LONDON – Let’s take a look back at the Antonov AN-225 Mriya with this epic departure captured very up close by a drone that nearly knocked it out of existence.
You can see the video below, sourced from @ilove_aviation on Twitter:
After 37 years of existence, we, unfortunately, for now, bid farewell to the Antonov AN-225 Mriya. Let’s take a brief look back at this aircraft’s remarkable history.
1985 – The Mriya (Dream) Was Born…
We rewind all of the ways back to 1985 when the aircraft was first built when Ukraine was in the USSR during the Cold War days.
The AN-225 was originally designed to airlift the Energia rocket boosters and the Buran-class orbiters for the Soviet space program, having been designed as a replacement for the Myasishchev VM-T Atlant.
The aircraft went into service on December 21st, 1988, and was first showcased at a public display in the Paris Air Show in 1989.
Antonov Airlines was founded in that same year, with the aircraft originally dubbed to begin operations from London Luton Airport in partnership with Air Foyle HeavyLift.
By 1990, the world got to see the aircraft fly at the Farnborough Air Show, showing off its sheer size and capabilities in the air.
The -225 was needed following additional demand for aircraft larger than the AN-124, its sister aircraft.
The Noughties – Need For A Second Mriya…
As the millennia began, the need for a second AN-225 was becoming more obvious due to its commercial successes, especially following its first commercial flight between Stuttgart and Oman in January 2002 following commercial approval in 2001.
By the start of 2006, Antonov ceased its partnership with AirFoyle and partnered up with Volga-Dnepr instead, hence why we see the current blue and yellow paint scheme that was eventually added in 2009.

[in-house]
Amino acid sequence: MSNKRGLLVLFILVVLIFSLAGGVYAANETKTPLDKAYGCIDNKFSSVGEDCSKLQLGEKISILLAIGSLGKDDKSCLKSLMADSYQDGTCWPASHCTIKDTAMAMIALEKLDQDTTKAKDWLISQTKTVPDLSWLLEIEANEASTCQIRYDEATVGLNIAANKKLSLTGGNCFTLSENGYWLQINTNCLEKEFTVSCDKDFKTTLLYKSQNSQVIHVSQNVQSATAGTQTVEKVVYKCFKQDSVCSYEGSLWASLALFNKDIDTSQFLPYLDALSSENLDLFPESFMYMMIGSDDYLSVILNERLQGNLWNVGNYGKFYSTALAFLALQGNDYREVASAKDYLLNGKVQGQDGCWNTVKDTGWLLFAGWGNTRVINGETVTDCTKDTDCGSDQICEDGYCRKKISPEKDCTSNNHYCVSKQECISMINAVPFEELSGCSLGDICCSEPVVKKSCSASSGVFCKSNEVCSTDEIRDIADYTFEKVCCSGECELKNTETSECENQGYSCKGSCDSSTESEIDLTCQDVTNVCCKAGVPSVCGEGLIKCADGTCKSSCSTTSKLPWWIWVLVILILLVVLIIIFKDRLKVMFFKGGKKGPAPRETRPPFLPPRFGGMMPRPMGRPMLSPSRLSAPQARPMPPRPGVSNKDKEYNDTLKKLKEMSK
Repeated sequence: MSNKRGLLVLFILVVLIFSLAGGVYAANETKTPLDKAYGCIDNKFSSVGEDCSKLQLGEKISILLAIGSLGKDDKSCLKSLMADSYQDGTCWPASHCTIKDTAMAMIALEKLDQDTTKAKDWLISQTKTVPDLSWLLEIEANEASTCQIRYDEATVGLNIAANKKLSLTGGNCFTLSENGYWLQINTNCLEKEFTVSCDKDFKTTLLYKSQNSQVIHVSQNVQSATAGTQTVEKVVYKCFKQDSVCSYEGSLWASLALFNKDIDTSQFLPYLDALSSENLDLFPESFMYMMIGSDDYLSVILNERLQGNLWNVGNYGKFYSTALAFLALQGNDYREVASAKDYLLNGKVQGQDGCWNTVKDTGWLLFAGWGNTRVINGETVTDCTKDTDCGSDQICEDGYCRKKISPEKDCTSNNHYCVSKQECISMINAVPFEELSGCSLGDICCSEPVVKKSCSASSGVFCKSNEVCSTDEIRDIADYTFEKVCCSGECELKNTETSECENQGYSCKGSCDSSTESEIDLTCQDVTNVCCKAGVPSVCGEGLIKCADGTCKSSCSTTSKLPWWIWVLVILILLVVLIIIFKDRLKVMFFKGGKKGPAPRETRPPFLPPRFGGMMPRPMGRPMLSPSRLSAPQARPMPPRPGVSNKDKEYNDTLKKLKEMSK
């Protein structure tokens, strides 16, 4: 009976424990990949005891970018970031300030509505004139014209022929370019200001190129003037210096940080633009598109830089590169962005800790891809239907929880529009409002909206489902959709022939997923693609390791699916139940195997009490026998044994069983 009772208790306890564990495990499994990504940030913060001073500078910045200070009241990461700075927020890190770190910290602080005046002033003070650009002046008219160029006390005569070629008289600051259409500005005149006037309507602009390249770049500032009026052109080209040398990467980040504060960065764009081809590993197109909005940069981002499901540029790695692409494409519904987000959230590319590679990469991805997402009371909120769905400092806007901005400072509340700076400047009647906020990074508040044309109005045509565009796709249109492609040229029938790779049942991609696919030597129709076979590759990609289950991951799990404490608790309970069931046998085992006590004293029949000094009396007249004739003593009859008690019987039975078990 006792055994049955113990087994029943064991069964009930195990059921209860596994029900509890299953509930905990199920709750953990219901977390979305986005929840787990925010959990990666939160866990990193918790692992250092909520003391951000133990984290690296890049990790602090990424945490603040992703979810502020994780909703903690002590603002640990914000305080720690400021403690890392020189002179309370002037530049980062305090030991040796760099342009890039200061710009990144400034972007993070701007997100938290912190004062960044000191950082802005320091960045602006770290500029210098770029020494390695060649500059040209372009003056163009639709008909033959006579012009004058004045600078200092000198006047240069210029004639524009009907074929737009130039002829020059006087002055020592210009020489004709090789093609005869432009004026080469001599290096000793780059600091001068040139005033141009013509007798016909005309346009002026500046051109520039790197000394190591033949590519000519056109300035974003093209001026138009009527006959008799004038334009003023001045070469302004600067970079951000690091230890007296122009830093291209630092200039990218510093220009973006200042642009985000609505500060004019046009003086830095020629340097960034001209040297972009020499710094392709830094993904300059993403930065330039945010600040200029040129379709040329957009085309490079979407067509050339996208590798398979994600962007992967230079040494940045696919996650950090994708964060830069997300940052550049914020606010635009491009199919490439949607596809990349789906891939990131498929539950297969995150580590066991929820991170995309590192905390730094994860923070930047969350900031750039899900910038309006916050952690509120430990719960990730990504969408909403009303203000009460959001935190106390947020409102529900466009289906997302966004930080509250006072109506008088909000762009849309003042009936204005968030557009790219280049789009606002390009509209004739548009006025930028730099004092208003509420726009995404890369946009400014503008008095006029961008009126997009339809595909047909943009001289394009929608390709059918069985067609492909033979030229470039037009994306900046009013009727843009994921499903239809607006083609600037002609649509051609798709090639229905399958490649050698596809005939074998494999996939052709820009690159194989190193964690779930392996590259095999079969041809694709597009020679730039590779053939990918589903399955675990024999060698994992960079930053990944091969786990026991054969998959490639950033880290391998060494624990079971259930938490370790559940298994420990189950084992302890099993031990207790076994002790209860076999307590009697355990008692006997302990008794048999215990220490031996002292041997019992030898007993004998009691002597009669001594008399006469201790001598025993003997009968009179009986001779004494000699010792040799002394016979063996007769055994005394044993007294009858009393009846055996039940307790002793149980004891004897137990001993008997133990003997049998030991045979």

In September 2006, a decision was made to begin work on the second airframe, which was originally scheduled for completion in 2008.
However, by August 2009, work on the aircraft had been abandoned, with the Antonov CEO mentioning in May 2011 that around $300 million worth of financing would be needed.
In that same year, the Airspace Industry Corporation of China contacted Antonov and expressed interest in the AN-225 to turn it into an air launch-to-orbit platform for its space program.
Unfortunately, such a program didn’t materialize, and Ukroboronprom was still seeking financial assistance to get this aircraft produced.
By April 2013, the Russian government announced plans to revive its USSR days and use the -225 as a midair launchpad.
Breaking Records Through The Noughties & The 10’s…
Of course, the sheer size of the AN-225 was known for breaking some considerable records.
It holds the following records:
- Airlifted single-item payload – 189.9 tonnes.
- Airlifted total payload – 253.8 tonnes.
- Transported payload – 247 tonnes.
In 2010, the aircraft carried the world’s longest piece of air cargo at 42.1 meters wide, which were test wind turbine blades bound for Skyrdstrup, Denmark, from Tianjin, China.
What is very clear is that whilst this aircraft has been destroyed, it is going to take a lot to surpass or beat such records going forward.
Destruction in Gostomel…
And as we know, the last week in February/March has been the hardest for the Antonov company, especially with its AN-225 being destroyed by the Russian army.
There were, of course, multiple rumors, to begin with, that the aircraft had survived the attacks, but footage and photos later revealed it got heavily damaged.
We, of course, now ask, what is next for the AN-225, and will it be restored to its former glory?